OBSERVATION SITE LOCATION
39 53'20" S
69 48'4" W
Duration of Total Solar Eclipse: 2m 09.4s (2m 09.1s lunar limb corrected)
Eclipse Date: 14 December 2020
1st Contact 11:45:47.0 Altitude of sun +61.7
2nd Contact 13:08:18.0 Altitude of sun +72.5
3rd Contact 13:10:27.5 Altitude of sun +72.6
4th Contact 14:36:15.8 Altitude of sun +68.8
All times are local (UTC/GMT -3)
Credit Xavier Jubier
We wish to acknowledge the work of Jay Anderson and Jennifer West http://eclipsophile.com for their invaluable contribution and detailed analysis of Climatology and weather for Celestial Events.
"The path of the lunar shadow in 2020 brings eclipse seekers back to Chile and Argentina for another shadow crossing less than 18 months after that of 2019, but this time it comes in the Southern Hemisphere summer.
In Argentina, the sunniest and driest regions lie up against the east side of the Andes, with the very best cloud prospects near the small community of Peidra del Aguila. According to the graph in Figure 7, cloudiness is highest along the Chilean border, where the peaks of the Andes often generate high-level cloud as the air is lifted to flow over the 4000-m peaks. Once away from the heights, east of Junin de los Andes, the mean cloud amount drops below 40 percent and remains there until the track reaches the Atlantic coast at San Antonio Oeste.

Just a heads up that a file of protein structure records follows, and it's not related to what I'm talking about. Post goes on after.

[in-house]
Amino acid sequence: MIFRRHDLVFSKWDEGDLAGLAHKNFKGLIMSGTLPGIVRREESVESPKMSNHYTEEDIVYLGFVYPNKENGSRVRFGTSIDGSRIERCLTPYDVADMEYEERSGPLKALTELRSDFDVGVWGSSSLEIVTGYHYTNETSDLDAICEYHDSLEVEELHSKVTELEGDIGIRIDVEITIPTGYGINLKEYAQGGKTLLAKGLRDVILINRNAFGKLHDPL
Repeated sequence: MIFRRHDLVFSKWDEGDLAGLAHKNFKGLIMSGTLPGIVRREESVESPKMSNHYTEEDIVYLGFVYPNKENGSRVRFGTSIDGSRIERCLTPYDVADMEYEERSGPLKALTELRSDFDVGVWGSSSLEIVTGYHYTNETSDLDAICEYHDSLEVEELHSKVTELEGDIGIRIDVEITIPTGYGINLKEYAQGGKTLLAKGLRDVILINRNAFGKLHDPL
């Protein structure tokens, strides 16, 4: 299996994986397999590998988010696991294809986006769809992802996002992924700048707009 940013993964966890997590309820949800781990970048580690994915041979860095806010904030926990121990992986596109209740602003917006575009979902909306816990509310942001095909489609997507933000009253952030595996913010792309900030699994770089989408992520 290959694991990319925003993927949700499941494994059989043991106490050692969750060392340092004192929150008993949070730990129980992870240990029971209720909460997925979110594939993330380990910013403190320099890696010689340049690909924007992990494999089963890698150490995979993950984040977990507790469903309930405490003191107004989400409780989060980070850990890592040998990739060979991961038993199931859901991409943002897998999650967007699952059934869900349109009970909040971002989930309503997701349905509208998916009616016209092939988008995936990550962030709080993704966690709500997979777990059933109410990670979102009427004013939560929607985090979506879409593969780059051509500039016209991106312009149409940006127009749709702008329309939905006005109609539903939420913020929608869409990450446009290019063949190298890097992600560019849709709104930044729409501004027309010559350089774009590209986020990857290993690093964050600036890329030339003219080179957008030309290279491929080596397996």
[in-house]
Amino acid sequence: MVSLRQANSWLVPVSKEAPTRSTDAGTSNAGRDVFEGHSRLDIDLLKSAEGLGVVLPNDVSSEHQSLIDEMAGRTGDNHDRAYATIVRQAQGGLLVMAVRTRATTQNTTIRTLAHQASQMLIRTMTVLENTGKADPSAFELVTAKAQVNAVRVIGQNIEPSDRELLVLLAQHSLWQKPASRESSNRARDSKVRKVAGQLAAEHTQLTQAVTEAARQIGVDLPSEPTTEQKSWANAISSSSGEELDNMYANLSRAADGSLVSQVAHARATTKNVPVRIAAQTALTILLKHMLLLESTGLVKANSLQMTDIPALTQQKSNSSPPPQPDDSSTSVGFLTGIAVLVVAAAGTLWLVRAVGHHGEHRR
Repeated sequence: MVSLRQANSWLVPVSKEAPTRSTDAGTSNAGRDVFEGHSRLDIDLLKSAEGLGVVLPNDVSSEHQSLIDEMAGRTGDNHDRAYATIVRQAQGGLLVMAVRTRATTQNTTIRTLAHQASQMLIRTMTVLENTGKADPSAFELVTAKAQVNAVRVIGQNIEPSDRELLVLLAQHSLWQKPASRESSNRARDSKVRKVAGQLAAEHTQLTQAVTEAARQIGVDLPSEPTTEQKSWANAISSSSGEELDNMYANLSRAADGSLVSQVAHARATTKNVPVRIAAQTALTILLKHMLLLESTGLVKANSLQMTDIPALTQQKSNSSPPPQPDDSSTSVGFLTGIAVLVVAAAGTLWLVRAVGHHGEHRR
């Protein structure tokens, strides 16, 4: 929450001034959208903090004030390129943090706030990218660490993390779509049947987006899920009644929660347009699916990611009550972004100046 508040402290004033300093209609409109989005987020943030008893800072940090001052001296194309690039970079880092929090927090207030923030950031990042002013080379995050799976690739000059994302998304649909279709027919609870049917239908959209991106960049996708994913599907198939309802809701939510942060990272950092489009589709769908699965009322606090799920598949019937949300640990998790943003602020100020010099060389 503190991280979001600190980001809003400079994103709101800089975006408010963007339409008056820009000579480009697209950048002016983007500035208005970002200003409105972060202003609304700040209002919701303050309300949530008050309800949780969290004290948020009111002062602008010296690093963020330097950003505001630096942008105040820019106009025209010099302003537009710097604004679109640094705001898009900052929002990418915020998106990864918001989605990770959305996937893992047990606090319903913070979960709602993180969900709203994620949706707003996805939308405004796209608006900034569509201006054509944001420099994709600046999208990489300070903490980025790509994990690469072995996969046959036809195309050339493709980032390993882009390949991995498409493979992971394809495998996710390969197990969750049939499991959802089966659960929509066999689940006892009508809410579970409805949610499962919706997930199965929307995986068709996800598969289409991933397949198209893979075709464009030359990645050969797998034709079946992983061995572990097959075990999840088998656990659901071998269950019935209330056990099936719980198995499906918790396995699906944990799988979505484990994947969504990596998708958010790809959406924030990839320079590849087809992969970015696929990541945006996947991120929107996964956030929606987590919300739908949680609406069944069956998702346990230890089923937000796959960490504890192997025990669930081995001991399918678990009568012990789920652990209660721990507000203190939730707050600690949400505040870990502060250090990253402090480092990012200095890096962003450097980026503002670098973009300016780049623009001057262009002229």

The eclipse path crosses a rough and tumble landscape from the mountains to the coast, with limited accommodation and facilities. Close to the central axis of the path, Peidra del Aguila, a small but pleasant-looking community, offers the best eclipse weather prospects. There are limited amenities, but the town is probably destined to become a popular viewing point, since it is relatively easily reached from Bariloche (200 km) or San Martin (200 km) along Highway 237, or from Neuquen (235 km) in the north. Piedra del Aguila is 22 km south of the central axis, but a short distance north, a dam site across the Rio Limay boasts a small park that is 7 km closer. The landscape at the centre line itself is open and rather barren, offering little protection from the wind but lots of space to gather."
Credit Jay Anderson and Jennifer West http://eclipsophile.com